We are, said a wise man a long time ago, nothing more than the sum of our choices. Freewill remains the constant in the universe that allows our lives to rotate with the planets or in counterpoise, but in each case with distinctive energy that some of us humble dreamers dare to call souls. What is strange about these two assertions is that people disassociate freewill from any type of faith because, they claim, faith involves submission, accepting one's destiny, and, most criminally, divesting oneself of any responsibility for one's decisions. Now I am all for freewill. I truly believe that with determination, persistence, and optimism (and, admittedly, some luck), just about anything can be achieved. One man can choose not to retaliate and inspire a whole multiethnic nation to walk the path of least resistance; one woman can devote her life to helping those whom the world wishes were never born; and a man who survived orphanages, war, P.O.W. camps, cancer, expatriation, and one of the most brutal and oppressive regimes in modern history can win the Nobel Prize for literature. In addition to their faith, all of these heroes – and it is much harder to be a hero when you choose not to resort to violence – share an indomitable will. A will to do what is morally right for the world, even if such a scenario costs them everything they hold dear. Of course, it is not the task of every person to enact mass reform, nor to lead millions onto the righteous path, nor to sacrifice himself for the greater good of mankind. No, to most of us hyperbole does not apply. Most of us have enough to deal with in the small ambit of our private life, a locus which can be just as tragic as a national catastrophe. Which brings us to this film about choice.
We are introduced to two couples at different stages of their development. The first, young and freshly engaged, are Cecilie (Sonja Richter) and Joachim (Nikolaj Lie Kaas). Life began the day they met and has improved as they have grown together, sharing the tender smiles of those who understand fate as the reflection of our desires and the influence of something greater still. It is in the rays of this omnipotent sun that they bask, drunk on the sweetness of things, in love so wonderful and profound that we suspect that it cannot last for the entirety of a motion picture. Indeed, they stay enamored and cooing until Joachim gets out of a parked car and is promptly run down by a motorist who never saw him. That motorist is Marie (Paprika Steen), and her collision with Joachim can be attributed to an argument she was having at the wheel with her hellcat teenage daughter Stine.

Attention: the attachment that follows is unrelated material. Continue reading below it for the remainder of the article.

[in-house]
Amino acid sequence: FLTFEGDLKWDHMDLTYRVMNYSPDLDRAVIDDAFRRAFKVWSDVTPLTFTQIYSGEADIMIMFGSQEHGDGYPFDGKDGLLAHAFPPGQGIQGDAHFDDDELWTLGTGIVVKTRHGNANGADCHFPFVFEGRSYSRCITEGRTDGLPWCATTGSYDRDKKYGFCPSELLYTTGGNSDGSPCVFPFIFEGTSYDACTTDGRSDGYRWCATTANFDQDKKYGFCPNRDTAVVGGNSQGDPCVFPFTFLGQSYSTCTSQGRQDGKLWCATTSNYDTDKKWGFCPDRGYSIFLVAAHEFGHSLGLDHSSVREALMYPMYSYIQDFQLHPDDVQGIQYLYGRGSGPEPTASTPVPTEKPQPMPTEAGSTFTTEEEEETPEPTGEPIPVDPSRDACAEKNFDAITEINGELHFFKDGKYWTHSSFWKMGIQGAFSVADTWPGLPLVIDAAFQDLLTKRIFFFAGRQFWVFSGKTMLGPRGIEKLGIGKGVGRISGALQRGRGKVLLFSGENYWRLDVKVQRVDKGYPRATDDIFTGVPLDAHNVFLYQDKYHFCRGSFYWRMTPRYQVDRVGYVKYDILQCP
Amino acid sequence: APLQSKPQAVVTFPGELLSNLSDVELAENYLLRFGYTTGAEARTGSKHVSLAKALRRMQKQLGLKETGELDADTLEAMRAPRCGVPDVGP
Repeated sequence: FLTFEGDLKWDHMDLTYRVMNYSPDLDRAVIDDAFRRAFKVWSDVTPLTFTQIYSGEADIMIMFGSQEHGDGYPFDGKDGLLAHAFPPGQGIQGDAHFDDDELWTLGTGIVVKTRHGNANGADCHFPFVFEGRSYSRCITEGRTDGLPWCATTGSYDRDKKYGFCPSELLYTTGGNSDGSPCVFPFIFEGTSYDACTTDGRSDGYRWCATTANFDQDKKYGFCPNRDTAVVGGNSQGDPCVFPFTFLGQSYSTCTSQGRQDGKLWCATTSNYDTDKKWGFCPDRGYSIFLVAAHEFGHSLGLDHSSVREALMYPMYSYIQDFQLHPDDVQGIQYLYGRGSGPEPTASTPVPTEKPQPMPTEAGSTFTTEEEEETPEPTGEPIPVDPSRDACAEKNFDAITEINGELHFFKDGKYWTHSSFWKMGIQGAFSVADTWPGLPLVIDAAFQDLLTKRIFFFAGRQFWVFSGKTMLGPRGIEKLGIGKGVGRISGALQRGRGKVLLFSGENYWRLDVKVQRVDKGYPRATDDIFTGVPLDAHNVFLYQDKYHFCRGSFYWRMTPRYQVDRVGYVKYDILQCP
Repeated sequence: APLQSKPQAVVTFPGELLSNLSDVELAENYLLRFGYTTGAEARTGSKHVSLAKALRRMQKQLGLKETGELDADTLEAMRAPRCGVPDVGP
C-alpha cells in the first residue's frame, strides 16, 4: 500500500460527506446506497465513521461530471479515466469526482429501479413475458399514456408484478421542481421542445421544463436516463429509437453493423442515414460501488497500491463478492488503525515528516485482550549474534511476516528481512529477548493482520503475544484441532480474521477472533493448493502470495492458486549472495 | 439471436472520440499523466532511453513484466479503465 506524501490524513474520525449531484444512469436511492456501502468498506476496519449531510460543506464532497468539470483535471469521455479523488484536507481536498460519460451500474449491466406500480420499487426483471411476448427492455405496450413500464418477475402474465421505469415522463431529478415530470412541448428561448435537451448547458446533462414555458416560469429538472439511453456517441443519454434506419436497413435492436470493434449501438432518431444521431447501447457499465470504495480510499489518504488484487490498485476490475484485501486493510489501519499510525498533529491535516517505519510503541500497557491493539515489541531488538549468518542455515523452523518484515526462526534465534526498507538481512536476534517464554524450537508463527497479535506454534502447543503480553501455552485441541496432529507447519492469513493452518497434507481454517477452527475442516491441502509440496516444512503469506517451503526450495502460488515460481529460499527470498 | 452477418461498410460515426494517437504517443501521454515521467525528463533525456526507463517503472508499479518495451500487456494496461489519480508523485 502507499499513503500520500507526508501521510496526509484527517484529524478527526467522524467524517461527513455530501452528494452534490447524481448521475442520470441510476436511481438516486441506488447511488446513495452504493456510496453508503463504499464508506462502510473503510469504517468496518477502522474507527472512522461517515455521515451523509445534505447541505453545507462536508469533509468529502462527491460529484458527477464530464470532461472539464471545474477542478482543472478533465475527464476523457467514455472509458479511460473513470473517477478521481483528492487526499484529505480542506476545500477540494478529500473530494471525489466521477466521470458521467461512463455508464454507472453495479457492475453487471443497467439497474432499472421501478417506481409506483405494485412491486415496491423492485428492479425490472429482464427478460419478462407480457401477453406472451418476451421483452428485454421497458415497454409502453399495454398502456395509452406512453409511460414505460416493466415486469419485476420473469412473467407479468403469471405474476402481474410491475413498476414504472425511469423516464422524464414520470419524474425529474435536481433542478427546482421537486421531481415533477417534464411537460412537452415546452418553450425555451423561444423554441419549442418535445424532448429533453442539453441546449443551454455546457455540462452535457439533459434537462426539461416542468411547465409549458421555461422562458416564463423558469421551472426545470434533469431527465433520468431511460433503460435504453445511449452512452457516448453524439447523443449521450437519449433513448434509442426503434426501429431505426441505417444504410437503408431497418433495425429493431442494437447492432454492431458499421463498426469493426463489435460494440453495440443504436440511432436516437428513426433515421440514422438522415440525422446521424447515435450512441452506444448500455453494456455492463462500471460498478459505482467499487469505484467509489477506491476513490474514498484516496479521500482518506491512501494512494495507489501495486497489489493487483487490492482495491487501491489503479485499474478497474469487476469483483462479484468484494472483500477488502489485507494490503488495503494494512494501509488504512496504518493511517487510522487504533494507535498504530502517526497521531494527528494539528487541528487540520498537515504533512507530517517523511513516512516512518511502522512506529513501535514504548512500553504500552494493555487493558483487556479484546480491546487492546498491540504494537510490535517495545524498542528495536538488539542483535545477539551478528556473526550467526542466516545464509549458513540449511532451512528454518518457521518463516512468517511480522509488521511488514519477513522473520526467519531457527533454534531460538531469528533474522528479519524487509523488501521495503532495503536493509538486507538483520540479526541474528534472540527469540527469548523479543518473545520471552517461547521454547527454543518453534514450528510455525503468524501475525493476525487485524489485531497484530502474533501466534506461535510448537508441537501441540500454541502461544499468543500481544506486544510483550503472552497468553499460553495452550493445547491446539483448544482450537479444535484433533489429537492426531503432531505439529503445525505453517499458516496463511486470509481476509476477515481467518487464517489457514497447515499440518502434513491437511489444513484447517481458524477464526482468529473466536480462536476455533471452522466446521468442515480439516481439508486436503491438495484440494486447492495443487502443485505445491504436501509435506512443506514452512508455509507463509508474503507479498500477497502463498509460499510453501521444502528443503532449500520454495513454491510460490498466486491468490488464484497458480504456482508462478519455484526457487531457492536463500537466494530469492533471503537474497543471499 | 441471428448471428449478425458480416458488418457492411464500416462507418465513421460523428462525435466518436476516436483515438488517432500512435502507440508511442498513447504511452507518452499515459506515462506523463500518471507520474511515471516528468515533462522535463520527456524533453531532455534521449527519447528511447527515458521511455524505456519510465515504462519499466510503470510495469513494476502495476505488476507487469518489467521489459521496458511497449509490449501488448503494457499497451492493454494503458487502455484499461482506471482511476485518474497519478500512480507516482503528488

Marie is half of the second couple in our love trapezoid with her surgeon husband, Niels (Mads Mikkelsen). Now in their mid- to late thirties, Niels and Marie lead a steady bourgeois life with three children and a comfortable home in one of Copenhagen's more privileged quarters; in other words, this idyllic structure is as likely to crumble as the blissful, energetic, and impecunious world of Cecilie and Joachim. And fate's wicked game has already assumed its course: upon learning how Joachim ended up in his hospital's intensive care unit, Niels feels a certain affection towards Cecilie, who is much younger and lovelier than his loyal wife. He begins, as men are supposed to do when they court, with small gifts of his time and money. Once the extent of Joachim's injury has been fully ascertained, however, Niels feels obliged to replace the lost happiness that Cecilie might never find again and let her love blossom anew – or some other excuse for what he lacks in his marriage. After all, it was Niels's wife and daughter who took away Cecilie's love, so wouldn't all be fair in the solar system if he could restore some of her trust in human bonds? Not to mention that Joachim, given the severity of his injury, has nothing but the nastiest words for the person he once loved.
Without making light of the talent on hand, as well as the sublime threads that intertwine at just the right moments, the plot as described above could have been culled from any ordinary soap opera and kicked out to its melodramatic limits. Yet the four actors weave their emotions slowly, hesitatingly, as if unsure what the next scene will bring and cognizant that what they say might be later held against them. What we witness is the finest form of semi-improvisation possible in cinematic form, and one rarely employed in the inevitable plots of inevitable commercial films with inevitable revenues. Open hearts, a rather poor pun on Niels's profession and the amenability of his heart and that of Cecilie's to overcome societal obstacles and attempt a life together, has a certain appeal yet does not translate the original Danish, Elsker dig for evigt ("Love you forever"). The simplicity of that last phrase and the decision to pronounce it sincerely to another human being, that may be the hardest choice of all.